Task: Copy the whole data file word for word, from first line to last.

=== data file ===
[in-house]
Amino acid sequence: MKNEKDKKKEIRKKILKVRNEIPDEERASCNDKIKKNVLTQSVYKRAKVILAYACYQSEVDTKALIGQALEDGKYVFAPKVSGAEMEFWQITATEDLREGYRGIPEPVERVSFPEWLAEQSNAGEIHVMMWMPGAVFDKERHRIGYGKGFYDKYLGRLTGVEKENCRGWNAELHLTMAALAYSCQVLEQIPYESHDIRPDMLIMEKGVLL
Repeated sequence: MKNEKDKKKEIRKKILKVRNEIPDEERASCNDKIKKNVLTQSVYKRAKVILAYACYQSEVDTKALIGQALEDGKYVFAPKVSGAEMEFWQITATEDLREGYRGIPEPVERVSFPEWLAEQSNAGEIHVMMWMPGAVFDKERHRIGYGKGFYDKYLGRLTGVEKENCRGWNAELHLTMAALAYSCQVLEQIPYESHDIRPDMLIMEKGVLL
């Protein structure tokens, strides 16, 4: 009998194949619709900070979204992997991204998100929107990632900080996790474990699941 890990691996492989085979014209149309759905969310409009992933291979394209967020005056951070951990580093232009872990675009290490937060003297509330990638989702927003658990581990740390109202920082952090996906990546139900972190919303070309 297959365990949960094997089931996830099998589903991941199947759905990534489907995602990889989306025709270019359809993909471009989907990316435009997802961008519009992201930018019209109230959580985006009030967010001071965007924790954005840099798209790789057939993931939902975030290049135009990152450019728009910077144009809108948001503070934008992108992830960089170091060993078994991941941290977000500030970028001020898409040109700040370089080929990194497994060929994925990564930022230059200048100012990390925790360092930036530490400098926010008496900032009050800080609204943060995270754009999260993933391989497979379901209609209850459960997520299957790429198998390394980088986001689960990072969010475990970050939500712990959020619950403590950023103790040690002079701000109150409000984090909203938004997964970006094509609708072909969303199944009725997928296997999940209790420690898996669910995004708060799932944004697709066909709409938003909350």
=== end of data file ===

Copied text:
[in-house]
Amino acid sequence: MKNEKDKKKEIRKKILKVRNEIPDEERASCNDKIKKNVLTQSVYKRAKVILAYACYQSEVDTKALIGQALEDGKYVFAPKVSGAEMEFWQITATEDLREGYRGIPEPVERVSFPEWLAEQSNAGEIHVMMWMPGAVFDKERHRIGYGKGFYDKYLGRLTGVEKENCRGWNAELHLTMAALAYSCQVLEQIPYESHDIRPDMLIMEKGVLL
Repeated sequence: MKNEKDKKKEIRKKILKVRNEIPDEERASCNDKIKKNVLTQSVYKRAKVILAYACYQSEVDTKALIGQALEDGKYVFAPKVSGAEMEFWQITATEDLREGYRGIPEPVERVSFPEWLAEQSNAGEIHVMMWMPGAVFDKERHRIGYGKGFYDKYLGRLTGVEKENCRGWNAELHLTMAALAYSCQVLEQIPYESHDIRPDMLIMEKGVLL
């Protein structure tokens, strides 16, 4: 009998194949619709900070979204992997991204998100929107990632900080996790474990699941 890990691996492989085979014209149309759905969310409009992933291979394209967020005056951070951990580093232009872990675009290490937060003297509330990638989702927003658990581990740390109202920082952090996906990546139900972190919303070309 297959365990949960094997089931996830099998589903991941199947759905990534489907995602990889989306025709270019359809993909471009989907990316435009997802961008519009992201930018019209109230959580985006009030967010001071965007924790954005840099798209790789057939993931939902975030290049135009990152450019728009910077144009809108948001503070934008992108992830960089170091060993078994991941941290977000500030970028001020898409040109700040370089080929990194497994060929994925990564930022230059200048100012990390925790360092930036530490400098926010008496900032009050800080609204943060995270754009999260993933391989497979379901209609209850459960997520299957790429198998390394980088986001689960990072969010475990970050939500712990959020619950403590950023103790040690002079701000109150409000984090909203938004997964970006094509609708072909969303199944009725997928296997999940209790420690898996669910995004708060799932944004697709066909709409938003909350």